CT scan

What is a CT scan?

A CT scan uses pictures (x-rays) to build up a 3D picture of the inside of your body. CT stands for computerised tomography.

Why do I need to have this scan?

Doctors might use a CT scan to show:

  • if a lump or abnormal area is cancer or not
  • the size of a cancer and if it has spread
  • how well cancer treatment is working.

What happens?

Before the scan

The hospital gives you information about the scan so you know what to expect. Sometimes they may ask you not to eat or drink for a few hours before the scan. This helps to make sure they get a clear picture.

If there is any chance you could be pregnant, it is important that you tell your doctor, nurse or the person doing the scan (radiographer).

On the day of the scan, the radiographer will explain what will happen. You can ask them any questions you have. They will ask you to remove all jewellery and metal before the scan. They might also ask you to change into a gown.

You may need to drink a dye called contrast. This is sometimes given as an injection. The dye makes parts of your body show up more clearly on the scan. This can sometimes make you feel hot all over for a few minutes.

After you drink the dye, they put an injection into you and you get this kind of funny warm feeling.


During the scan

The CT scanner looks a bit like a giant doughnut, with a narrow bed that goes through the middle.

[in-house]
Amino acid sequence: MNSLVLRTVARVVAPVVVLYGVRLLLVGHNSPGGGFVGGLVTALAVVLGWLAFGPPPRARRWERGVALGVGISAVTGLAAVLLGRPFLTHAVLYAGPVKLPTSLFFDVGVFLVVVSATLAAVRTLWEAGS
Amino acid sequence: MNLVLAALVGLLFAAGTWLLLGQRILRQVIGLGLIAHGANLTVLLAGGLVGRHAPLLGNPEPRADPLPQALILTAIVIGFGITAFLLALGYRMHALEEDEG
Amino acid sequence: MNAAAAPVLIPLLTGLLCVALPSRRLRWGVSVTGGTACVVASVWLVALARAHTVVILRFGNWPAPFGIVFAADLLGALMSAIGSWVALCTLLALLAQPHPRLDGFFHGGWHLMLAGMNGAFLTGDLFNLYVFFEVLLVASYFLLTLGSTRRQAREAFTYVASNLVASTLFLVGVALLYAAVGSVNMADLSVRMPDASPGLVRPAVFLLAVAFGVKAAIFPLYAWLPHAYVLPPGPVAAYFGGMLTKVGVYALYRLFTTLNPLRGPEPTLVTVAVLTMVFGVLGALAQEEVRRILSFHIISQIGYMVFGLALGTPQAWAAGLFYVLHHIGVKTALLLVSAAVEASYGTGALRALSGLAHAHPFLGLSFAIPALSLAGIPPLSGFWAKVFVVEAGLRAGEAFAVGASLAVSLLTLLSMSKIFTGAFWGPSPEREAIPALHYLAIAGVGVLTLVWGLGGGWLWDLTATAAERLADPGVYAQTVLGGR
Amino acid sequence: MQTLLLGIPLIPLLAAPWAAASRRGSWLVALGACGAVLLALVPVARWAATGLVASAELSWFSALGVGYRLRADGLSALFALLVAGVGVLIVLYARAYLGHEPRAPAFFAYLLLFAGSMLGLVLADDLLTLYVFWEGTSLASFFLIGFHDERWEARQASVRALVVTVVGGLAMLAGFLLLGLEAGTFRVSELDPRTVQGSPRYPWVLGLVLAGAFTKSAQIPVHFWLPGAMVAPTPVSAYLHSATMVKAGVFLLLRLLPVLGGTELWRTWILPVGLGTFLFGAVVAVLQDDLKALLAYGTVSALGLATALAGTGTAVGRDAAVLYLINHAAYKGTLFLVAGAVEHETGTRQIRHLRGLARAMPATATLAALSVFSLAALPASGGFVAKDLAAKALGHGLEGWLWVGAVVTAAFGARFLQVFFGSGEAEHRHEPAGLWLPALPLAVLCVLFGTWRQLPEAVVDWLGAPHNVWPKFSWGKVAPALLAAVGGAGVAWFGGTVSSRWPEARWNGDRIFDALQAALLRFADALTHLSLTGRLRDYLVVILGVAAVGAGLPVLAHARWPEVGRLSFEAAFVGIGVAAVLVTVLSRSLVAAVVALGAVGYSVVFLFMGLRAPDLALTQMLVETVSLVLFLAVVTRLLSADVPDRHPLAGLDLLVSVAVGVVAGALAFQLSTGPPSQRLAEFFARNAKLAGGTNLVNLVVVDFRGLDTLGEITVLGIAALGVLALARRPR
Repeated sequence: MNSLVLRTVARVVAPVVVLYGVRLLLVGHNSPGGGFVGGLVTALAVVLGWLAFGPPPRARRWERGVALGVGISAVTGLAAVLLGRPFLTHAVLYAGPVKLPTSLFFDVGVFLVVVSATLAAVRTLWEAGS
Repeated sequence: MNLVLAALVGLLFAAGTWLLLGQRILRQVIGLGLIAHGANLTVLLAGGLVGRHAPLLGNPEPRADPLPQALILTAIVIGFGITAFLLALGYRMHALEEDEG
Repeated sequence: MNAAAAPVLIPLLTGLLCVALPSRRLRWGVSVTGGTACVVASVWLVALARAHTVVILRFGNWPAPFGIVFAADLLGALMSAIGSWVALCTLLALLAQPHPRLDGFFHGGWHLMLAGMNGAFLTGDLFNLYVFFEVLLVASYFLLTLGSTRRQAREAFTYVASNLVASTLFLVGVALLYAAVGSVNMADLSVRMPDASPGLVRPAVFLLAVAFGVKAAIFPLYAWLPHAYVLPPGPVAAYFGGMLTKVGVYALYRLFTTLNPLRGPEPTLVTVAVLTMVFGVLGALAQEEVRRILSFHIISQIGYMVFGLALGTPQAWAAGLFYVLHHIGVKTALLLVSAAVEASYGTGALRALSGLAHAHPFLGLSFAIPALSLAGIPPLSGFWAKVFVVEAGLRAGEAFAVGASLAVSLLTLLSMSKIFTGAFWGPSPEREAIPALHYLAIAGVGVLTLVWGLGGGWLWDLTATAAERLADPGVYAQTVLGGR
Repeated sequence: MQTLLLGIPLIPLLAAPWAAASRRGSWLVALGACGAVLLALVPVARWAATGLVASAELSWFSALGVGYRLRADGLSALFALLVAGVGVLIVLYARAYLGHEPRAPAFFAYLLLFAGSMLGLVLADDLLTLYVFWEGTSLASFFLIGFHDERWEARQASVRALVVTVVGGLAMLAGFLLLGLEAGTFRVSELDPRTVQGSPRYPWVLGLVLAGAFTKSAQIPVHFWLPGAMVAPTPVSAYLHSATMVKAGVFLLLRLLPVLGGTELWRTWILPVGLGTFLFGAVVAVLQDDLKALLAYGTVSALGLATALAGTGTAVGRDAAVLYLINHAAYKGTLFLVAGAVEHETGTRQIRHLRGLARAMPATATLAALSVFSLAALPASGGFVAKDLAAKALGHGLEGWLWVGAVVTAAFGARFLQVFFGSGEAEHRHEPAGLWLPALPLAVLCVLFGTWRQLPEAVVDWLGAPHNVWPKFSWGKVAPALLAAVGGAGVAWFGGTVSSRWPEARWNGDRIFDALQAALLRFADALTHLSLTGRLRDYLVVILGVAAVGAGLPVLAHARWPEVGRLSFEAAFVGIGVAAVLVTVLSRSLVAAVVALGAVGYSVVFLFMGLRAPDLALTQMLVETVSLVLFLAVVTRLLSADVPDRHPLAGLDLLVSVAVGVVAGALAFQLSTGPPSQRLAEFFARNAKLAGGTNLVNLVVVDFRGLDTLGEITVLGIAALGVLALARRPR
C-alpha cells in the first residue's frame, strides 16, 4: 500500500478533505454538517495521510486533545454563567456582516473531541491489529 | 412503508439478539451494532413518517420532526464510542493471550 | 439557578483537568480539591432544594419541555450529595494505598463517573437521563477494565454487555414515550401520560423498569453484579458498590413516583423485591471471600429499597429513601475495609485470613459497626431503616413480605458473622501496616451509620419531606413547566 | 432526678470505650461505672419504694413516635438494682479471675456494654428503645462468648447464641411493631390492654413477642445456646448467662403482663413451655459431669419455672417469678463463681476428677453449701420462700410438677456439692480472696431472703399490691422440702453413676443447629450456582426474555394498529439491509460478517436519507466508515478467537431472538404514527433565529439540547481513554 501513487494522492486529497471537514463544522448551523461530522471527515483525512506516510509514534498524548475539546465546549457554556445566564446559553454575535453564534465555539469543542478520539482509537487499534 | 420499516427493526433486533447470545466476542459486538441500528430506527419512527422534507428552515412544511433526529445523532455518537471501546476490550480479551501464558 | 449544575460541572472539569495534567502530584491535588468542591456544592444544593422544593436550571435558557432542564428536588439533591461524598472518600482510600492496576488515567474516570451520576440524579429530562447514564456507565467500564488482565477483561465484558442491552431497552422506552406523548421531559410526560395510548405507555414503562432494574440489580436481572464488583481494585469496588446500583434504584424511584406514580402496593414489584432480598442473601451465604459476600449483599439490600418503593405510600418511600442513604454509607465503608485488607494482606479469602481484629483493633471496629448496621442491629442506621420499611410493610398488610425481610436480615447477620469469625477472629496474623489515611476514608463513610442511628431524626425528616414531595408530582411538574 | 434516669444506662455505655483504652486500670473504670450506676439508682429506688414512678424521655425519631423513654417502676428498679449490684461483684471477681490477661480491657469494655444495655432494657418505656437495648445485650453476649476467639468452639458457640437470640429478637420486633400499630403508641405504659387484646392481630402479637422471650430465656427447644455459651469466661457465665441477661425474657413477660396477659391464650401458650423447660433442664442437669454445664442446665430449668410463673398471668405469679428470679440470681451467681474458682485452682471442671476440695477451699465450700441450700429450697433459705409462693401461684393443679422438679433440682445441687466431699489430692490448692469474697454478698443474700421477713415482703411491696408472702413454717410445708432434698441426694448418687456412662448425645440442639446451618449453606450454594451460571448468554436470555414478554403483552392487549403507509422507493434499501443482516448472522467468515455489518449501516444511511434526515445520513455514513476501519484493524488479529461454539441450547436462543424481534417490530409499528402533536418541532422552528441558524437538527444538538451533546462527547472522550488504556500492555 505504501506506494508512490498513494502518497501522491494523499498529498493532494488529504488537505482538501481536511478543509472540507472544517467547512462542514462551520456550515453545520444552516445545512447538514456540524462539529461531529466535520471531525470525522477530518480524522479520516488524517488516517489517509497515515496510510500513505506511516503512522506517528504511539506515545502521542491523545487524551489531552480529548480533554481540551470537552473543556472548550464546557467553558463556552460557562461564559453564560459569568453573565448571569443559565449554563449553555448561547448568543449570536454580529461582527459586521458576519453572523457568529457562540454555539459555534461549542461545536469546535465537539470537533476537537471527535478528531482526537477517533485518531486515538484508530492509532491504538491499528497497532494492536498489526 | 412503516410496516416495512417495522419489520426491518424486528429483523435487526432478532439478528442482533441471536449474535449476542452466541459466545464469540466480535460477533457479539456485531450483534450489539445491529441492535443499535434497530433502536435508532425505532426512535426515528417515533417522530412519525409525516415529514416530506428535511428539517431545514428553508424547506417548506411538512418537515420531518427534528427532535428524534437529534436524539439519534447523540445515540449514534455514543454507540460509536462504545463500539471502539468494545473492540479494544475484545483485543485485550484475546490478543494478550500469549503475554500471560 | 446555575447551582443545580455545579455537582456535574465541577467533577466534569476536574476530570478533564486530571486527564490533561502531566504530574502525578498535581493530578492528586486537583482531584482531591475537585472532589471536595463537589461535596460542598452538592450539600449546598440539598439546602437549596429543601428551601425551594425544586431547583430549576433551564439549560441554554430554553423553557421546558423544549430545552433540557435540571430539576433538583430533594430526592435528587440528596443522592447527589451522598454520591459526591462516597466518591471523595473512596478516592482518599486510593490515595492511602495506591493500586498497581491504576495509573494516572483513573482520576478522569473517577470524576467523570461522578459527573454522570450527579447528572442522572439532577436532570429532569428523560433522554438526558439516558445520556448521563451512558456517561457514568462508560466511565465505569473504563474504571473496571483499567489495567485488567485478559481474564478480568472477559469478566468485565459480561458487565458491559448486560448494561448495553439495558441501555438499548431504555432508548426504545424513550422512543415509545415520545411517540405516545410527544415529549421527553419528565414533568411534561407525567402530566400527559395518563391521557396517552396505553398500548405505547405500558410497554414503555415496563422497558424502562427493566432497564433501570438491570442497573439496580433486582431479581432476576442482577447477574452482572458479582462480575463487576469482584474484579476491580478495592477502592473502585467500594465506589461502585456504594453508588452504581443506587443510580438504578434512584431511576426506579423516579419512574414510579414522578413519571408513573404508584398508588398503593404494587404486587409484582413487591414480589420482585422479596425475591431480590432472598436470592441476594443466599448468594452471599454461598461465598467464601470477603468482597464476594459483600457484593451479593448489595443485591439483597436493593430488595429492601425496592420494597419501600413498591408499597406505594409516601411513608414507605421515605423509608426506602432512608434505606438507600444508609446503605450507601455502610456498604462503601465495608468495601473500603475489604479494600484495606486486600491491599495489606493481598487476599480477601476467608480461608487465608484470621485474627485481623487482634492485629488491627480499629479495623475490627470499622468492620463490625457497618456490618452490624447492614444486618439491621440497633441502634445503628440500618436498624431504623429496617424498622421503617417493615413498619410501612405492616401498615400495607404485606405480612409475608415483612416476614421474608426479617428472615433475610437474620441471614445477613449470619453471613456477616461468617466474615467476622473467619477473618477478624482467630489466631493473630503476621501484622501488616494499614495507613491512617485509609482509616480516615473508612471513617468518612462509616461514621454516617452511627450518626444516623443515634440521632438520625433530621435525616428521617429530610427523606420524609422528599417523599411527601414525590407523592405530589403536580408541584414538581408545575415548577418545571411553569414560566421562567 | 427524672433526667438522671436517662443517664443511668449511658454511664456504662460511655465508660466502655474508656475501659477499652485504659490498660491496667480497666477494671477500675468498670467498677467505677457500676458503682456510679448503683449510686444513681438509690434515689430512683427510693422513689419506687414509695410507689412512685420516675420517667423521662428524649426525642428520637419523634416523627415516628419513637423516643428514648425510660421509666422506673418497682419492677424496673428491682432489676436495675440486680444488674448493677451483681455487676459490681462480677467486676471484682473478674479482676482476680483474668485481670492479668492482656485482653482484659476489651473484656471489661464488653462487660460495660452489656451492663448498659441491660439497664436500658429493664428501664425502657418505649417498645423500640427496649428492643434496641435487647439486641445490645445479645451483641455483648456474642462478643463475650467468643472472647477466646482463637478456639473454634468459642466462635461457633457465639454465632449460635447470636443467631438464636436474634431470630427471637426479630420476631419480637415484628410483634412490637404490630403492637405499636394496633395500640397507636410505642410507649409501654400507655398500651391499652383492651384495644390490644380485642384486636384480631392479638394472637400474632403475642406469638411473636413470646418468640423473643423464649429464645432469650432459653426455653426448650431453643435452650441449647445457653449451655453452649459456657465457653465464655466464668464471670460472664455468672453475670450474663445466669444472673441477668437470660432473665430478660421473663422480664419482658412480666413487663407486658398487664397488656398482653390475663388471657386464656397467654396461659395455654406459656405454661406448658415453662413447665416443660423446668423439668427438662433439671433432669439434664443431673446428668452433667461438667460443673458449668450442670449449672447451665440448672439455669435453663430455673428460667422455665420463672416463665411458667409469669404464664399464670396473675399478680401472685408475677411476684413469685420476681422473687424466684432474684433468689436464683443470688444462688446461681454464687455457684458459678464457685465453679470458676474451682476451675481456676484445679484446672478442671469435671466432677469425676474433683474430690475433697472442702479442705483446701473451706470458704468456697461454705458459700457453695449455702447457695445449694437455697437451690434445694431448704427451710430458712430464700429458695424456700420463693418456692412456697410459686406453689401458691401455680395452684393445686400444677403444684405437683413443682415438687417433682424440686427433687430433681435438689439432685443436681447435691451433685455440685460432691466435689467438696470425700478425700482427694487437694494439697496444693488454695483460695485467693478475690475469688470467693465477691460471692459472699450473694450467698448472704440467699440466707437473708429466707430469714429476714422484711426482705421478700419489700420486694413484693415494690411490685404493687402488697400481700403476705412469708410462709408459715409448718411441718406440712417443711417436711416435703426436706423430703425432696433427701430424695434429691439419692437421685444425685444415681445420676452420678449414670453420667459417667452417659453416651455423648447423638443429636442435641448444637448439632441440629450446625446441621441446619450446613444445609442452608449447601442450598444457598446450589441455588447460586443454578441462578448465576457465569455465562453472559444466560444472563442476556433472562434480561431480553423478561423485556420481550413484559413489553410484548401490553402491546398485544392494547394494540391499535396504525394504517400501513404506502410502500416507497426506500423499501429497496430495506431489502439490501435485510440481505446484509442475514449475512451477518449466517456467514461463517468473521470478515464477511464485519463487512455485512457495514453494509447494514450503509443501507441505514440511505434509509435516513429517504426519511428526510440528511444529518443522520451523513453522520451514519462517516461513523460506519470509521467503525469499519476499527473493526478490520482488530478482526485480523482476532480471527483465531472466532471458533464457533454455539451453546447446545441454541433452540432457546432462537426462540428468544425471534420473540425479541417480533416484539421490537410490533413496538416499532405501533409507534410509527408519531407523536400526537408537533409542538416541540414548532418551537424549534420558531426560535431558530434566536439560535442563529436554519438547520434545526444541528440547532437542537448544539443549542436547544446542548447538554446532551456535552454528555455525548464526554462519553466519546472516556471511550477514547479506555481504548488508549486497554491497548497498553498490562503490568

The scan is not painful, but lying still on the bed during the scan can be a bit uncomfortable. It usually takes between 5 and 15 minutes.

The radiographer leaves the room during the scan, but can see you through a screen. You can talk to them through an intercom while you are having the scan.

During the scan, the bed moves slowly through the middle of the scanner while the camera takes the pictures (x-rays).

Being positioned for a CT scan
Being positioned for a CT scan

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You get passed through this kind of big round doughnut. You lie down on a bench and it passes you through slowly.


After the scan

You can usually go home straight after the scan.

Any test using radiation can slightly increase your risk of developing a cancer when you are older. However, this is not common, and the risk is very small compared to the benefit of having the test. Your doctor can tell you more about this.

It can take from a few days up to a couple of weeks to get the results. Waiting for test results can be a worrying time. Talking to your family and friends about how you feel can help. You can also speak to your doctor or nurse if you have any problems, or need more support.